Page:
Two draft horses were working in the rugged wilderness of the Flathead River’s South Fork area. They wandered away from their sleigh during the severe winter of 1900-1901. After struggling for a month in the belly-deep snow, they were finally found but were so starved and weak that considerable care and feeding were needed to nurse them back to health. Their owner talked about his hungry horses and the name was changed to Hungry Horse and given to the town and the reservoir.


IMG_5950 Kalispell was the place to see the Chevy Four Cylinder tour the week we were there. Jim, of course, was in his glory surrounded by all these beautiful old Chevy’s. IMG_5951

IMG_5952 Many of the cars were staying in our campground so Jim could get up close and personal with them. He took many, many pictures but I’m only posting a few of them to give you an idea of the beautiful cars that we saw.IMG_5958


IMG_5970 After reading about this campground on the forum we decided this is where we were going to stay for a couple of nights while we were in Kalispell.


Jan and Bill were also staying here so we got to see them and have dinner before they headed out the next morning. IMG_5941

Dinner was really good. Jim and I had the steak sandwich. Bill had an elk burger and Jan had a buffalo burger. IMG_5945

We liked this campground so much we decided to stay some extra nights. It was also very convenient to the kids – about two miles from them.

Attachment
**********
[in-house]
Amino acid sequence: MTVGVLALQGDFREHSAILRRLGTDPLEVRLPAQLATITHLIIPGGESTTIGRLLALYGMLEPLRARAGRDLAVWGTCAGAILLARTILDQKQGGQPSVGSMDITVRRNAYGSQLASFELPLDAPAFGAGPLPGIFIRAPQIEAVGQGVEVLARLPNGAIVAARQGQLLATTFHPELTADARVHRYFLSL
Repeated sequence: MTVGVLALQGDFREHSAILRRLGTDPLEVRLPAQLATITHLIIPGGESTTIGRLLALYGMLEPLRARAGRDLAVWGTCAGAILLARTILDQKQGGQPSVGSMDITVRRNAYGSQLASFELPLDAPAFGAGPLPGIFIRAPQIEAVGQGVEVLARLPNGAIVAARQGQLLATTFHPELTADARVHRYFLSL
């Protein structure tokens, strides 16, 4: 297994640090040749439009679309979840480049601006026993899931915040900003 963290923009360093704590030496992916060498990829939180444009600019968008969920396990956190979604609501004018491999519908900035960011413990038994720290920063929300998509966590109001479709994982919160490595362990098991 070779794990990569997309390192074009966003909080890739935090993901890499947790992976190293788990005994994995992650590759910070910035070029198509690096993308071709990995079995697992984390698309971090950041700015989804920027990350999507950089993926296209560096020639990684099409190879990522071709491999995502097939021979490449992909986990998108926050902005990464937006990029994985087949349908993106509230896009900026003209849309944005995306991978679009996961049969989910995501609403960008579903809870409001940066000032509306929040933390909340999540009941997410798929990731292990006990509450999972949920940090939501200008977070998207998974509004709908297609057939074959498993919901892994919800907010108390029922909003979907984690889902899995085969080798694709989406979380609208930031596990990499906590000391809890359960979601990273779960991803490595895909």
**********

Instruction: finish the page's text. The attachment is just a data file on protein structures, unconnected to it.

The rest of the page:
A large portion of the sites are in the trees but we were in the back, out of the trees and near a field. I prefer this because it is much quieter (further from the playground and swimming hole), you don’t have to wrestle with the trees, no sap, and lots less bird poop. This was our view.IMG_5971

The campground also has one of the nicest Laundromats I’ve ever seen. Lots of machines, all in working order. They offer a Good Sam Discount so with tax our site was about $27/night which isn’t bad for this area.


IMG_5935 We stopped in Hungry Horse for lunch and had to try a piece of Huckleberry Pie. It’s been years since we have had huckleberries. I am not really a fan of huckleberries and that hasn’t changed with time.

I am a blueberry person. But Jan and Bill loved their pie that they ordered at this restaurant. The pie was good but just not blueberry.IMG_5938